A purely subjective list, but we thought we would include what we love most of all. See the other tabs for more activities and click on the links pages for information on the Settle-Carlisle Railway, the Coast-to-Coast route, golf clubs, swimming pools, pony trecking and horse riding, paragliding, gymnasia, fishing, museums and the countless other attractions that this wonderful area has to offer…

Smardale Gill Nature Reserve and Smardale Fell

Winter scene in Smardale Gill Reserve

Winter scene in Smardale Gill Reserve

This is our favourite walk, and we get twitchy if we haven’t done it for a while. It isn’t too strenuous, whatever your age or walking ability.

The first part is reasonably accessible for pushchairs and wheelchairs (depending on the weather – make sure you don’t get caught in a mudbath).

Gracie has done this walk since she was a toddler (though it is fair to say there has been the odd grumble at various times, especially during a particularly violent hailstorm in February). Many of the pictures on this site were taken on this walk.

Starting off from Smardale, the walk follows the old Stainmore railway line. The sights include rare flowers, tunnels of green trees, lime kilns, the remains of ancient settlements, lots of sheep and magnificent viaducts. In summer, colourful butterflies flutter around the wild flowers and the long grass. If you descend to the bottom of the valley towards Scandal Beck, the landscape is even more timeless, with mossy stones, shallow, clear water and whispering trees.

Smardale Bridge is the best place to unpack cakes and thermos flasks, before climbing up the fell, back towards Smardale. At the top, looking behind you, there are the most sensational views, whatever the weather.

This walk has everything, in all seasons. On Christmas Day last year, we had a wild time being blown around the fell and chasing rainbows. In summer and spring, the scenery is achingly bucolic; autumn brings golden hues to the fells in the distance, and the snow is just magical (see the picture above).

Please be aware, this description is in no way intended to be a guide – you will find a full description and map of this walk in the property.

Pottering about in Kirkby Stephen

A great paddling spot in the River Eden at Kirkby Stephen

A great paddling spot in the River Eden at Kirkby Stephen

Kirkby Stephen is a fascinating town and is well worth exploring randomly to see what serendipity brings.

It is interesting, as with many towns in the area, to consider the age of buildings that are still being used today. The earliest parts of the stone church (the ‘Cathedral of the Dales’) date back to around 1170 on the site of an earlier Anglo Saxon church. It was rebuilt in 1220 and has since undergone many updates. The Market Square dates back to the Market Charter of 1352, but most houses date back to the 17th, 18th and 19th Century.  Drop into the church and cloisters, and the Loki stone (8th or 10th Century), which depicts the mischievous Norse god bound and chained to a rock for eternity.

If you dart off down the narrow lane past the cloisters on your left and follow the passages, you will find Frank’s Bridge, a 17th century corpse lane bridge. Despite its former rather sombre function, this is a lovely place for a paddle in the shallow waters of the Eden.

We would definitely recommend that you visit the local shops and try to buy the local produce.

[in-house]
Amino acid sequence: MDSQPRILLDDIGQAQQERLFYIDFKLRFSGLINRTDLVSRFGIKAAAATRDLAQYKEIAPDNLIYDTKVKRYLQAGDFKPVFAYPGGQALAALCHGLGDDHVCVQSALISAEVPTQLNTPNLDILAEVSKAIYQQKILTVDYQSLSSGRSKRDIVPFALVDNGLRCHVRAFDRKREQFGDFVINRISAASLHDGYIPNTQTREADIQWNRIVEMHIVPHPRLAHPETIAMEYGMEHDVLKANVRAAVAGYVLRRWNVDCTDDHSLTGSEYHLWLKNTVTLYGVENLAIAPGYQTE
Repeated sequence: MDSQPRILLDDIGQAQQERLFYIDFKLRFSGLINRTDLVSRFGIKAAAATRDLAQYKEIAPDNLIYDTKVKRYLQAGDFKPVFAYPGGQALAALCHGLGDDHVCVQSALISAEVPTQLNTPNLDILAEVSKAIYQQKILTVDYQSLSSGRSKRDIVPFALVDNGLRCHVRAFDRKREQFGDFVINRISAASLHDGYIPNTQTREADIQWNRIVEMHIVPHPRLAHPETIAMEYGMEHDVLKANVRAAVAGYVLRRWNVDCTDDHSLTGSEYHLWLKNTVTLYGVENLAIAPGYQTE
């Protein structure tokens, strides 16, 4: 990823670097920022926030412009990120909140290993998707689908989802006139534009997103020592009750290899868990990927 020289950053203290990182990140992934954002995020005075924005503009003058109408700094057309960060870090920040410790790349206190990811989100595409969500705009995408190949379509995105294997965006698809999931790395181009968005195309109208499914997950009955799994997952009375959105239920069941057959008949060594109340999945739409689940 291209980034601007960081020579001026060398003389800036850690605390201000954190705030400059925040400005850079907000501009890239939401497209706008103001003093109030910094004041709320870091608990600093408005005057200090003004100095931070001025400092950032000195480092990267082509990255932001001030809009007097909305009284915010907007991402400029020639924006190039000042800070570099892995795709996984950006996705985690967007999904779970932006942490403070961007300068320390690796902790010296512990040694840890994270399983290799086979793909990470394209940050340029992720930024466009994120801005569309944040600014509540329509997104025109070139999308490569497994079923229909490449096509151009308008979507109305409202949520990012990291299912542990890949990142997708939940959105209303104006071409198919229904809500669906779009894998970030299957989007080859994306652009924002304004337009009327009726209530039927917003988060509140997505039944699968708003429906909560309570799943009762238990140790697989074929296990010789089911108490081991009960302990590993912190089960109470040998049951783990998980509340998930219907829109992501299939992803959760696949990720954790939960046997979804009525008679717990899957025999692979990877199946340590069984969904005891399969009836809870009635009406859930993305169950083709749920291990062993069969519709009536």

Stephenson grocer’s has a great selection of fruit, vegetables and herbs, usually locally grown. It also has a good range of more exotic items. There are two excellent butchers in Kirkby Stephen, and make sure you ask about the provenance of the lamb – usually from the fells nearby! Cheese is sold at Pack Horse Stores and the Emporium, both of which offer enticing cakes and chocolates. The Co-Op is great for staples, and when you are in there, make sure you check out the wine section where we have found some very good wines at excellent prices.

Other shops include the Church Gallery, which sells local art and crafts, as well as toys, clothing, cards and much more. If you are interested in fine antiques, then Haughey Antiques is definitely worth a visit.

There are plenty of tea rooms and cafés, and if you are on the run, a couple of pies from the Appleby Bakery won’t disappoint.

And so on to pubs. This is a difficult one, as the pubs are constantly changing hands in this part of the world  – we don’t want to encourage or dissuade guests from trying them all (!) and would welcome feedback. But one pub in particular has stood out consistently in terms of quality and friendliness – The Black Bull. The landlord, John, runs a tight ship, the beer is good and there are always fresh limes for the gin and tonics…

Captivating: The Yorkshire Dales National Park

Captivating: The Yorkshire Dales National Park

Yorkshire Dales drive

Head across the desolate, yet stunningly beautiful dales, towards Hawes, wending through small hamlets, spectacular scenery and enchanting countryside.

Kirkby Lonsdale

This is a lovely day out. A picturesque drive takes you through the Yorkshire Dales National Park to Sedbergh, then onto Kirkby Lonsdale, an ancient town which has had a Charter Market since 1227. The Market Square is framed by traditional buildings with a great selection of shops. If we are treating ourselves, we head to Plato’s for lunch. And we can never resist popping into Church Mouse Cheeses in Market Street to sample some of the fine local cheeses.

But it isn’t all about eating (well, not always). There are some great walks in this area, though usually we’ve done them in the pouring rain. Devil’s Bridge is worth a visit, especially on a nice day.


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